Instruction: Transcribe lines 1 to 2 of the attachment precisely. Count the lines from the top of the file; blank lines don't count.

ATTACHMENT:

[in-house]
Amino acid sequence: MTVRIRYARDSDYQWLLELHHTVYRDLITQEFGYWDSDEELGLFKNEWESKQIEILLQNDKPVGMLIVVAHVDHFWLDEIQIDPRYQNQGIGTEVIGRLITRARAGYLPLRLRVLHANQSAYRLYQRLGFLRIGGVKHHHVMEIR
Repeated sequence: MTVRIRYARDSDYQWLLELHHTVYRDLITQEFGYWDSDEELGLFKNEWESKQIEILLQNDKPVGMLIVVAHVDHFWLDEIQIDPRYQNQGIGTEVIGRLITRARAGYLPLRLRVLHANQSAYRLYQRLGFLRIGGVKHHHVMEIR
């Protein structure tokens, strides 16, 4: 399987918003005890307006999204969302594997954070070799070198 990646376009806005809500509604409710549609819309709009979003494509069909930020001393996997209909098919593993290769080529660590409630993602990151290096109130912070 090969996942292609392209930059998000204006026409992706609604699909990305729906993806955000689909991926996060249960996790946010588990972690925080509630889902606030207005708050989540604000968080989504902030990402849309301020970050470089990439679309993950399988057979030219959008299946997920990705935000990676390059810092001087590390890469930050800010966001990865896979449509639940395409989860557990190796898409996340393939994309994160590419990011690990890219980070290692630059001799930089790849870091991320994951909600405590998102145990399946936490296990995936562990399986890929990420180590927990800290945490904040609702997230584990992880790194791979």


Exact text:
[in-house]
Amino acid sequence: MTVRIRYARDSDYQWLLELHHTVYRDLITQEFGYWDSDEELGLFKNEWESKQIEILLQNDKPVGMLIVVAHVDHFWLDEIQIDPRYQNQGIGTEVIGRLITRARAGYLPLRLRVLHANQSAYRLYQRLGFLRIGGVKHHHVMEIR